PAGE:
Monday, February 6, 2017

Expectations Through Tomorrow Afternoon

So far today, things have been "quiet" in the mountains.  It's windy on the ridges, but the chairs appear to be turning at the resorts.  Since midnight, Alta-Collins has recorded 0.21" of water equivalent.  Snowbasin-Middle Bowl about 0.13".  Let's call it the calm before the storm.

The ingredients for the storm that will develop later today and tonight are a potent atmospheric river, strong southwest to westerly flow, and a warm front that will push through northern Utah tomorrow.

A great site for examining atmospheric rivers is the Atmospheric River Portal maintained by the Scripps Institute for Oceanography/UC San Diego.  We'll take a look here at the GFS integrated water vapor transport forecasts from the GFS using graphics from their site.  The forecast for 1800 UTC (1100 MST) today shows a corridor of strong integrated vapor transport extending from the eastern Pacific to the California. coast.  The strongest transport, however, is still well upstream of the coast.  Some weaker tentacles of stronger transport extend inland to the north and south of the High Sierra, but northern Utah is in an area of weaker transport that doesn't meet the threshold typically used to identify atmospheric river conditions (250 kg/m/s).

That will change over the next 24 hours.  By 0600 UTC (11 PM) this evening, the strongest area of vapor transport has reached the California coast and atmospheric river conditions have developed over northern Utah has moisture pushes onshore and is able to survive transit across the northern Sierra and southern Cascades. 

 Water vapor transport maximizes tomorrow morning over northern Utah.  A strong warm front will be pushing through northern Utah then as well.

All in all, this is a pattern highly favorable for heavy precipitation in the northern Wasatch and the Bear River Range, including Ben Lomond Peak, Powder Mountain, and Snowbasin.  If we look at last nights NCAR ensemble forecasts for Powder Mountain, we see most members pick up the action after 0000 UTC this afternoon (07/00Z).  A couple of members are somewhat unenthused, but 8 out of 10 members generate at least 2 inches of water for the 24-hour period (right hand half of the figure below) ending at 0000 UTC (1700 MST) tomorrow afternoon and some go much bigger than that.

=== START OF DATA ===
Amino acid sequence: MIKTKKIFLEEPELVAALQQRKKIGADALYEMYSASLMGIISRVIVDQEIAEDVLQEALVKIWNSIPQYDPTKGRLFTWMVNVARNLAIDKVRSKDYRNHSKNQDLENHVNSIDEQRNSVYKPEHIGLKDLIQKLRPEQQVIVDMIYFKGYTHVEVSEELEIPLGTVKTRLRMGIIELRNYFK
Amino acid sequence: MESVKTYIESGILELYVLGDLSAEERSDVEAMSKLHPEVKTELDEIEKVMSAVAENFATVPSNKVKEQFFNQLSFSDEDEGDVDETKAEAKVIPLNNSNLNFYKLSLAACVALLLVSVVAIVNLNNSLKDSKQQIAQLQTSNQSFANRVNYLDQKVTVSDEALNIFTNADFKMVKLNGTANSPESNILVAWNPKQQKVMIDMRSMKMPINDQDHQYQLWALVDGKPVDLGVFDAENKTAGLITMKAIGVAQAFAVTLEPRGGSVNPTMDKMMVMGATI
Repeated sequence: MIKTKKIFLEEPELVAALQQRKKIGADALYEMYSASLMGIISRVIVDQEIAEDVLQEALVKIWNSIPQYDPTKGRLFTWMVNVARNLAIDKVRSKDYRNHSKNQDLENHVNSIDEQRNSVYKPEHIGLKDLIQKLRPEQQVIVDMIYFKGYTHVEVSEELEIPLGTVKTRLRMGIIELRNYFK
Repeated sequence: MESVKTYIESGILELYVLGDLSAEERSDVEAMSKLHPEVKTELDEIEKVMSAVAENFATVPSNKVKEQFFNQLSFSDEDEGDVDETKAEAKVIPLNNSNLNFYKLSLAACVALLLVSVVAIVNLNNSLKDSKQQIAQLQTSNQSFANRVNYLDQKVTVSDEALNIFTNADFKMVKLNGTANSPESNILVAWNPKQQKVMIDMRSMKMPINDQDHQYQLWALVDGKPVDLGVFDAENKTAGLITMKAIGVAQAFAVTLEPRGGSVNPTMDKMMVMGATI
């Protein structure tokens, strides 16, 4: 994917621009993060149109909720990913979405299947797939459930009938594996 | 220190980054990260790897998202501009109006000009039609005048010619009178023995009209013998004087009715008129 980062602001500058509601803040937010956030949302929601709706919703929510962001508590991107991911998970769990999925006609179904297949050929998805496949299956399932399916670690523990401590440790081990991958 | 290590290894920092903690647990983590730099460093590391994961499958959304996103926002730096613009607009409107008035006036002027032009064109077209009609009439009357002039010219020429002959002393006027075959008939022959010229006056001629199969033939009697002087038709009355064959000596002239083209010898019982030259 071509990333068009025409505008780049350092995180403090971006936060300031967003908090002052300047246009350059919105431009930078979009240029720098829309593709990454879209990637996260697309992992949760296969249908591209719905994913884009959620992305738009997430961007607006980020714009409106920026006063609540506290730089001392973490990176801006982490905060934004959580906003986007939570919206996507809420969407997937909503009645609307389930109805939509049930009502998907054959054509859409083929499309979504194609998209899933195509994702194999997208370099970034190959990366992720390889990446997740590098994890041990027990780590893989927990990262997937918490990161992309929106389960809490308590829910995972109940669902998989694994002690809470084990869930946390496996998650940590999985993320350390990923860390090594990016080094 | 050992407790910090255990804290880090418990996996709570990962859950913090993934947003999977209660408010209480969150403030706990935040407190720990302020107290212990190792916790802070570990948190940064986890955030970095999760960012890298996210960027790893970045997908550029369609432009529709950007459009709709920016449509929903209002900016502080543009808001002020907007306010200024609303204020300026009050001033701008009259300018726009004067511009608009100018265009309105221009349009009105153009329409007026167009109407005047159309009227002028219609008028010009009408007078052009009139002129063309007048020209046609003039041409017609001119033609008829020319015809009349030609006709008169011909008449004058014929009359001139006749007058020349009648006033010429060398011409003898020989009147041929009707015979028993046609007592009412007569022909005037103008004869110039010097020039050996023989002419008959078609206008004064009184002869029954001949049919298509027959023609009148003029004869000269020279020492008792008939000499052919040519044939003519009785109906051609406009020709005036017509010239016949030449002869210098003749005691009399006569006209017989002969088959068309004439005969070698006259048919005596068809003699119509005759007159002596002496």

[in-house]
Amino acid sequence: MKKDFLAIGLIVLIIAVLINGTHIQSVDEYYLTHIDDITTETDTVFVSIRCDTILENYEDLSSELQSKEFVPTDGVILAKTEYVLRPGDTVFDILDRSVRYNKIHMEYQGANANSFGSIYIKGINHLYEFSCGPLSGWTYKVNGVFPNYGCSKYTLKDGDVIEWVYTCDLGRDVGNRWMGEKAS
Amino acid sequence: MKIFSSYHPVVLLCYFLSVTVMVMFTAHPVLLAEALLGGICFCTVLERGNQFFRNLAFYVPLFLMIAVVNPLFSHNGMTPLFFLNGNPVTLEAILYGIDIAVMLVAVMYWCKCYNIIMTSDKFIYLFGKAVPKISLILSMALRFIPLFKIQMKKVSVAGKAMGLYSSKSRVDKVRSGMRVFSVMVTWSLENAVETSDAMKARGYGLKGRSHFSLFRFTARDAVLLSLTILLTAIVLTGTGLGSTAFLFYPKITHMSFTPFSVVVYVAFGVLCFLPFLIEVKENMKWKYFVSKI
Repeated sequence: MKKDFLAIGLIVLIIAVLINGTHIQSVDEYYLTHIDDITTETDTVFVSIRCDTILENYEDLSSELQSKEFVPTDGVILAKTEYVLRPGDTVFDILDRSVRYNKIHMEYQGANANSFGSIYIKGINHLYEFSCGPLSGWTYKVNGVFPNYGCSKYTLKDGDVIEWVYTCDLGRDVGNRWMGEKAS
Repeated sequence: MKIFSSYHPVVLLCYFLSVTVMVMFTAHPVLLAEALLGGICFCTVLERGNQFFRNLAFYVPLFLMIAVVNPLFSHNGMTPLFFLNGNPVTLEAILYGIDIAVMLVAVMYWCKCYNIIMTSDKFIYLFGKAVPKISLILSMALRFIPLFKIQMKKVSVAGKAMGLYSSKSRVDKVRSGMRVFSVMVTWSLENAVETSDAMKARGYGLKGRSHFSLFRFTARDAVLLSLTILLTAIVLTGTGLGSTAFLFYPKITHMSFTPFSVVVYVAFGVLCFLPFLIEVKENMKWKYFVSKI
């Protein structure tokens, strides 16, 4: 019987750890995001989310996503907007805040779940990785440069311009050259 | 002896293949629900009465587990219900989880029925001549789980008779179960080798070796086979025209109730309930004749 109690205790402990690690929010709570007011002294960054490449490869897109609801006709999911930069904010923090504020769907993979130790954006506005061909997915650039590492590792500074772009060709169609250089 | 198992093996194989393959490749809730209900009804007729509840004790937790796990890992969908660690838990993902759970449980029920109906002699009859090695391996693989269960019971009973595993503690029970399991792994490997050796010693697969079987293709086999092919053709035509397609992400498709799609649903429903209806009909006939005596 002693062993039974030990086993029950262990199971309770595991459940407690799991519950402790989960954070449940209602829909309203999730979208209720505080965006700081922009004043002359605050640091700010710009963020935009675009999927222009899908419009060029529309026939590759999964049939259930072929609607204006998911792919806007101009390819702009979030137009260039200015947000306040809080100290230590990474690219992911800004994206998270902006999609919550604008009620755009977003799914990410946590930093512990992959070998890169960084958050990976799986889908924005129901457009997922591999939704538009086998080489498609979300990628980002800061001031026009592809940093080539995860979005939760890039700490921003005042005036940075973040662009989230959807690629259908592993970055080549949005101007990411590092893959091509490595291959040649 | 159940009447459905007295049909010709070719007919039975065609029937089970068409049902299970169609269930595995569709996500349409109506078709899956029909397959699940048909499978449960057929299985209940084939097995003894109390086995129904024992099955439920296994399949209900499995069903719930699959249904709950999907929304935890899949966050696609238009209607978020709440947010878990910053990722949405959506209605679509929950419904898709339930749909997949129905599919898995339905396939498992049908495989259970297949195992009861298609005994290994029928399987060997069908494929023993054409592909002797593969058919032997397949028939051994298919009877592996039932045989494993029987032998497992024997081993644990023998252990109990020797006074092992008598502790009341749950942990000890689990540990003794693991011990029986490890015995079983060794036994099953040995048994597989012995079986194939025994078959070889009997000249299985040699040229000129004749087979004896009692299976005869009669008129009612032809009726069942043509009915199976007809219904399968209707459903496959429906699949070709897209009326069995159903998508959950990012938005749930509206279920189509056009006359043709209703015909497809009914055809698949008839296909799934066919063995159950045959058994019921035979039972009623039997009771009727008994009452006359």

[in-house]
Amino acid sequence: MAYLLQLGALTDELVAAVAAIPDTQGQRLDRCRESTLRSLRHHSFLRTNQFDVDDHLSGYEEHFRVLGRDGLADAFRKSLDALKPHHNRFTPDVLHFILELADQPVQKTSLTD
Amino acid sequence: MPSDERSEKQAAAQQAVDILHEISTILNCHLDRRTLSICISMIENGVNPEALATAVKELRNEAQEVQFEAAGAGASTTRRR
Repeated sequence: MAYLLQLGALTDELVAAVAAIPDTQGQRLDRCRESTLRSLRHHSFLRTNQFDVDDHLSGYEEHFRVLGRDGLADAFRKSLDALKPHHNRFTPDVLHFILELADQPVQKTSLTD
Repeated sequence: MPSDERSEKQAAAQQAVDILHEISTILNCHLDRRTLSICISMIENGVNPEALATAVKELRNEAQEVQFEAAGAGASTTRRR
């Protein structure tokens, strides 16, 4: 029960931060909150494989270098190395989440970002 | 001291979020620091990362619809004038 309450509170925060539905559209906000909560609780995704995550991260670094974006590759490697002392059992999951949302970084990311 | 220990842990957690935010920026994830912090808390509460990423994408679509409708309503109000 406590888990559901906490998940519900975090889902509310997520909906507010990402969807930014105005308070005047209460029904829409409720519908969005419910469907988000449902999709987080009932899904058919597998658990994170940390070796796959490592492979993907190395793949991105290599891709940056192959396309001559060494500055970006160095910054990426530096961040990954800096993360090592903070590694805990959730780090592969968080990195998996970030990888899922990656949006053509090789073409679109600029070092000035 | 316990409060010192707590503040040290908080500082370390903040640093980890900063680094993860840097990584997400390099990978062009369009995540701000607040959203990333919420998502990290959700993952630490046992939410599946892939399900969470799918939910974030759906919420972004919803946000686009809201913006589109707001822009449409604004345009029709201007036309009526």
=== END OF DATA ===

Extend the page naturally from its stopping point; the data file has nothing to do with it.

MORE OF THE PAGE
A quick look at the NAM shows it is putting out about 2 inches of water in the area around Ben Lomond Peak, Powder Mountain, and Snowbasin for the 24-hour period ending at 0000 UTC (1700 MST) tomorrow afternoon.  This all suggests 2-3 inches of water equivalent is likely for that region, with potentially higher values at Ben Lomond Peak.  Most of that precipitation will fall as wet, heavy snow, but temperatures climb enough tomorrow that snow levels could reach 7000-8000 feet tomorrow afternoon.  

The numbers for Alta-Collins are lower.  The NAM is going for 1.36" for the 24-hour period ending at 0000 UTC (1700 MST) tomorrow afternoon.  The flow direction is an odd one as sometimes WSW Alta gets skunked a bit.  My take is that 1-2" of water for upper Little Cottonwood probably makes sense for that 24-hour period.  Some areas in the central Wasatch favored by SW flow may do better unless the moisture plume ends up a bit further north.  

The situation for snow density is ideal for your classic upside down snowfall.  Temperatures and snow levels are rising and water contents are likely going to be quite high tomorrow.  Our alogirhtm is going for something like 14% water content (think Cascade Concrete) for tomorrow afternoon.  I wouldn't be surprised if it is higher.  Winds will probably maximize tomorrow afternoon as well.  Note the strongest 700-mb (crest-level) winds in the time-height section below occur around 0000 UTC Wednesday (1700 MST tomorrow afternoon).  That's about as strong of a flow as you'll see produced by this model at that level.  

There's a chance of more after tomorrow afternoon, but that is strongly dependent on how quickly the ridge builds upstream as discussed in the previous post.  I'll tackle that tomorrow.  

No comments:

Post a Comment